Jewish Life Worlds in the Hamburg Area, National Socialism and the Shoah in Terms of History and Impact, Contemporary History and Contemporary Studies

The artist Gunter Demnig has laid more than 6,000 Stolpersteine (stumbling blocks, stumbling stones) in Hamburg to date (as of June 2021). They commemorate people who became victims of the Nazi tyranny: Over 90 percent bear the names of Jews, others those of “euthanasia” victims, political opponents, homosexuals, Jehovah’s Witnesses, or other persecuted persons. The Stolpersteine enable decentralized commemoration in everyday life, far away from the ritualized days of remembrance and central memorials.

Stolpersteine in Hamburg

An initiative group around Peter Hess from Hamburg has been organizing the laying of the stumbling stones on a voluntary basis. He has been recruiting the sponsorships (and thus the costs for the stones) from “run-of-the-mill” residents of the city. In this way, the Stolpersteine commemorate past injustice, but they also reflect the activities of people today who, for personal, political, educational, religious or other reasons, are concerned with the fate of people who at the end of their lives became victims of the regime of injustice.

The “Biographical Search for Traces” Project

Even though the Stolpersteine publicly preserve the names of those murdered and provide basic data on their lives, deaths or place of activity, further information is usually not known or at least not readily accessible. Therefore, the idea arose to research these biographies and to publish them by way of books as well as a website. The Hamburg State Center for Civic Education (Landeszentrale für politische Bildung Hamburg – LZ) and the IGdJ therefore approached interested parties, history workshops, and district initiatives throughout Hamburg in 2006 to carry out such a project – under expert guidance – within the next few years. Until 2018, the project was led by Dr. Rita Bake (LZ) and Dr. Beate Meyer (IGdJ). Since both retired, Maria Koser and Ingo Wille have assumed coordination of the project as its spokespersons.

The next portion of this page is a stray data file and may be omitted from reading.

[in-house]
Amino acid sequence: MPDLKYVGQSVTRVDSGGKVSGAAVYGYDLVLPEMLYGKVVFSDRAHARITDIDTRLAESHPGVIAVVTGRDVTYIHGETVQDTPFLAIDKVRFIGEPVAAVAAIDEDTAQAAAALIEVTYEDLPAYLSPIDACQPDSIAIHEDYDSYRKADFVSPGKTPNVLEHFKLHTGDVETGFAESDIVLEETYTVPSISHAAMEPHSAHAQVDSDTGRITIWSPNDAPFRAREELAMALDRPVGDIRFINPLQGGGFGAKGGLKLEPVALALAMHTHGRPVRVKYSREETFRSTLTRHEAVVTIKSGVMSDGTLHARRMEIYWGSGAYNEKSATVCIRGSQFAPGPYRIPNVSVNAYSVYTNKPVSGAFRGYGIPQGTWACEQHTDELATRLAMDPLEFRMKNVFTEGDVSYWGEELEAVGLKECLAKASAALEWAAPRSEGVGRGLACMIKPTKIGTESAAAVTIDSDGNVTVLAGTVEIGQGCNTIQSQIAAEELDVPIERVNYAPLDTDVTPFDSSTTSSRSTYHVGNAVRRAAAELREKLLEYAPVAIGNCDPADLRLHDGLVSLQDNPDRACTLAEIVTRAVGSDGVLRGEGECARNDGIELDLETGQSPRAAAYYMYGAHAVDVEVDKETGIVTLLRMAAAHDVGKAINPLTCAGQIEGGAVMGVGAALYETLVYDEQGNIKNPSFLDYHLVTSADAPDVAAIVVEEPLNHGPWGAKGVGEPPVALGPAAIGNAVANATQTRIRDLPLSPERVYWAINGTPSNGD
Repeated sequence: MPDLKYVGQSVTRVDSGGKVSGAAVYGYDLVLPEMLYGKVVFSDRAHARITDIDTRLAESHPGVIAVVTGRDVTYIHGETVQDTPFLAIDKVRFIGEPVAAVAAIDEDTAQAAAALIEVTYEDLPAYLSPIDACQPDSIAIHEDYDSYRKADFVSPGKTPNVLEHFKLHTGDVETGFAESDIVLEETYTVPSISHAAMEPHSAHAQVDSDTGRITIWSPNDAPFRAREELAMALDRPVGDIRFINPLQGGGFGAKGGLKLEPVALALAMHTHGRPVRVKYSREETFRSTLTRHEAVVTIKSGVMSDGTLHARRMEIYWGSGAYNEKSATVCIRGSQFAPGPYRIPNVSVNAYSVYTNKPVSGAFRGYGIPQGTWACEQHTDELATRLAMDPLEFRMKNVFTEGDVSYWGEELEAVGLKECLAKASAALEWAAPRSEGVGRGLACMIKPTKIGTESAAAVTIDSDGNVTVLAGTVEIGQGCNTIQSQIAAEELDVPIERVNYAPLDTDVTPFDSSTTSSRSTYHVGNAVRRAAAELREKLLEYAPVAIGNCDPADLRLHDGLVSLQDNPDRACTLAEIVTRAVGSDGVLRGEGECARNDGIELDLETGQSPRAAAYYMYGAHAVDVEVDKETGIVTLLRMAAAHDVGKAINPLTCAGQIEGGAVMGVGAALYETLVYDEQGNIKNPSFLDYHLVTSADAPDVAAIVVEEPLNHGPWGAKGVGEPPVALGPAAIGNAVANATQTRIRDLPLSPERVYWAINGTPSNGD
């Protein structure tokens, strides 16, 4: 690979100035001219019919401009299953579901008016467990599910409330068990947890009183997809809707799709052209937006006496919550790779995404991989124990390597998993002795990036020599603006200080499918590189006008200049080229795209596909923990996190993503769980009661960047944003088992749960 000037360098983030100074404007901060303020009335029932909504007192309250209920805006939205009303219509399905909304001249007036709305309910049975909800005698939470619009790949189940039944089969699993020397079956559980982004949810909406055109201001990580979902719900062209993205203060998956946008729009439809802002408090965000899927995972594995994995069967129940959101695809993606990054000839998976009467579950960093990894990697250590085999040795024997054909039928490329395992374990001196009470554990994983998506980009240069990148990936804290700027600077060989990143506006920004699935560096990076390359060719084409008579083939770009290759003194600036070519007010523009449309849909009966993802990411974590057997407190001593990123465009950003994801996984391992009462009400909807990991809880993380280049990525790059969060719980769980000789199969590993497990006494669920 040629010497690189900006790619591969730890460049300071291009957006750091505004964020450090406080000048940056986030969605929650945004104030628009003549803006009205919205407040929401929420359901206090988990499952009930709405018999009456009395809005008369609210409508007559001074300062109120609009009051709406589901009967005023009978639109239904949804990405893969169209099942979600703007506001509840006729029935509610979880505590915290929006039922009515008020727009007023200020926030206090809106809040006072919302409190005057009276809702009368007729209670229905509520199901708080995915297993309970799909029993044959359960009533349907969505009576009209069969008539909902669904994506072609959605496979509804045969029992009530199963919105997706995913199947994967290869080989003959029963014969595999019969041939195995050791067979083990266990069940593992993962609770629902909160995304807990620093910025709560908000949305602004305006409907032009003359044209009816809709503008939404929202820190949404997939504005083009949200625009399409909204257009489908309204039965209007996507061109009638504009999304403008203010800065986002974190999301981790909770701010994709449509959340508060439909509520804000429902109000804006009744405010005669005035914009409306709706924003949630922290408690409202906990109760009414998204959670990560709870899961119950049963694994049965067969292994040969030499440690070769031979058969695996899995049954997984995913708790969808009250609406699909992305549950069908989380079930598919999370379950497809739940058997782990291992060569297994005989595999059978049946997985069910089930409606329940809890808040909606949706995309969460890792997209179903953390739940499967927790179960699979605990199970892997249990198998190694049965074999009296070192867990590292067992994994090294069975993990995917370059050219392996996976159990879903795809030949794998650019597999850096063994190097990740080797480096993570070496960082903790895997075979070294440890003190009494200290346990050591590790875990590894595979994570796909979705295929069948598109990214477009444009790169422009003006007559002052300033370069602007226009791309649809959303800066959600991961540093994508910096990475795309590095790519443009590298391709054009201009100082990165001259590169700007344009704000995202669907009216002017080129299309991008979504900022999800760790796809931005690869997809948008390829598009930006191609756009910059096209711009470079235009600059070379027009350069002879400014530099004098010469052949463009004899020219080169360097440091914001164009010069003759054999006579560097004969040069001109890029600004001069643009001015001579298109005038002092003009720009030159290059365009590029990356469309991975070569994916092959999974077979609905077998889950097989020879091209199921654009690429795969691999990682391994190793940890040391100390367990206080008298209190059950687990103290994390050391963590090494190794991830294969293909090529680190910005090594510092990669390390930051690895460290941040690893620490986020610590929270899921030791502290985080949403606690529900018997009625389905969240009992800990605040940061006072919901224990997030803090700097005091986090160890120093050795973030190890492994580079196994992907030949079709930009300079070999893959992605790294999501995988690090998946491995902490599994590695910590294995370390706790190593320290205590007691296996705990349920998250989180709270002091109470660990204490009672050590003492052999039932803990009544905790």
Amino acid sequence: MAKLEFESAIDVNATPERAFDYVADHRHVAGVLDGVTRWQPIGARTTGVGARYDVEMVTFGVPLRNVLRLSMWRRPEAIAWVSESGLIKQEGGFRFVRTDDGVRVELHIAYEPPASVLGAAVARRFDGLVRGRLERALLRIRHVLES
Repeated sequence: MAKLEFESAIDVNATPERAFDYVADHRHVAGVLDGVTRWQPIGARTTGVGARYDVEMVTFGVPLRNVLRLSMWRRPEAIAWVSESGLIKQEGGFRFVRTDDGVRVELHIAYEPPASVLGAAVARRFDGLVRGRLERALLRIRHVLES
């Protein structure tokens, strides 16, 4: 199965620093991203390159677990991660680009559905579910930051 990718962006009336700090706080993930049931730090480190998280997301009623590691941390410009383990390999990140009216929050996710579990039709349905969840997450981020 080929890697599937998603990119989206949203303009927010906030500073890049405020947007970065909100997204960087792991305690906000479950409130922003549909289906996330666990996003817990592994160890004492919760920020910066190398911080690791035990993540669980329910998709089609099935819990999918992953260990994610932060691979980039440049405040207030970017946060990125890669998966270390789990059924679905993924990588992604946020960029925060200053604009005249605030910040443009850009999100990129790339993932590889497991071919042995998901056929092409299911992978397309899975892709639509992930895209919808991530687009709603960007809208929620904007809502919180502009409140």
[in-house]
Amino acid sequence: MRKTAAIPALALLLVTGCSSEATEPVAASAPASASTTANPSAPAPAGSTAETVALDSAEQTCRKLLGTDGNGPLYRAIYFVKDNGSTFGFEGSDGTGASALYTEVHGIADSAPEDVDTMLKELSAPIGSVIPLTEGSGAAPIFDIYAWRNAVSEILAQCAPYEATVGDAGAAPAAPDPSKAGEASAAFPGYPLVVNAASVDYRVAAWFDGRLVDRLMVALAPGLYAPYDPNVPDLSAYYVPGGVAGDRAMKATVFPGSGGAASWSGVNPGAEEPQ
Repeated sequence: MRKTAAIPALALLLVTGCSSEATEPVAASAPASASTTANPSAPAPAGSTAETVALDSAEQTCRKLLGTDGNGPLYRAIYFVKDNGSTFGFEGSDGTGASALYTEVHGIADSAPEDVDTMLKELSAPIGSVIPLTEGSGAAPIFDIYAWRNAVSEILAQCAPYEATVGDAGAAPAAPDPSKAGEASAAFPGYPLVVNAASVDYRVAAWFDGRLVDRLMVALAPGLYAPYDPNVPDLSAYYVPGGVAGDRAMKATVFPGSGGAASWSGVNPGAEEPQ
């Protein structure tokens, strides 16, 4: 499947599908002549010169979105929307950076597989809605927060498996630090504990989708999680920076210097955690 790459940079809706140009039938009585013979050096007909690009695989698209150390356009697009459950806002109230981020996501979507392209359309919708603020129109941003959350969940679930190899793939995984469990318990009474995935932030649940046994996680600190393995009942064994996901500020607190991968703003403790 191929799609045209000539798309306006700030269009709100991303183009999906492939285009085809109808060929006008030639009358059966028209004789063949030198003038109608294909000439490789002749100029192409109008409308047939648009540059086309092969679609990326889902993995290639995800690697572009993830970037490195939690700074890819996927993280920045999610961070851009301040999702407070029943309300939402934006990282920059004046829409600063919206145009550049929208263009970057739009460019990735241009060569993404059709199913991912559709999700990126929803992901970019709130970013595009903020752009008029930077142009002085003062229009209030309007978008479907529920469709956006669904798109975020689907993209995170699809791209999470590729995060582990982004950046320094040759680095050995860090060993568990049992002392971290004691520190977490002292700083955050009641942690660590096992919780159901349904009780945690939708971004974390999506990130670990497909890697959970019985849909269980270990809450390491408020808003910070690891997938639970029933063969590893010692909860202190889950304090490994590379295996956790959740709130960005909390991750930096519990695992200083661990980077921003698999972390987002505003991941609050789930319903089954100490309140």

The biographical search is currently ongoing in its fifteenth year. More than 4,300 biographies have already been researched and can be read (as of June 2021), and more than 1,700 are still waiting for research to begin...

The book series entitled Stolpersteine in Hamburg – Biographische Spurensuche (“Stumbling Blocks in Hamburg – Biographical Search for Traces”)

The book series entitled Stolpersteine in Hamburg – Biographische Spurensuche (“Stumbling Blocks in Hamburg – Biographical Search for Traces”), published by the Landeszentrale für politische Bildung Hamburg (LZ) and the IGdJ, is now almost complete, comprising 23 volumes (a list of the publications can be found here). The volumes are available at the Infoladen of the LZ (Dammtorwall 1, 20354 Hamburg, for opening hours call: +49 (0)40 42823-4802).

Diverse range of support

All of Hamburg’s mayors have contributed opening words to the books since 2007, emphasizing how important the biographical search for traces is for the city’s history. In 2018, the project was honored with a Senate reception.
The brochure published on this occasion is available online here.

The biographies researched to date can be accessed on the website www.stolpersteine-hamburg.de. Approximately 40 of them have been acoustically prepared by two female editors (students at the time) as audio stumbling blocks, which can be listened to via the website.

Thanks to a generous donation from the Hermann Reemtsma Foundation, the biographies were translated into English and have thus become accessible worldwide. The access figures and the feedback to the authors of the biographies show that there is great interest in the life stories: On average, more than 8,000 users per 7-day week accessed the website, mostly several times, the majority from Germany, about 30 % from abroad.

Those involved in the project also present the biographies at events in Hamburg, offering to accompany family member traveling to Hamburg on their search for family traces, and they also provide tours of the Stolpersteine to interested Hamburg residents.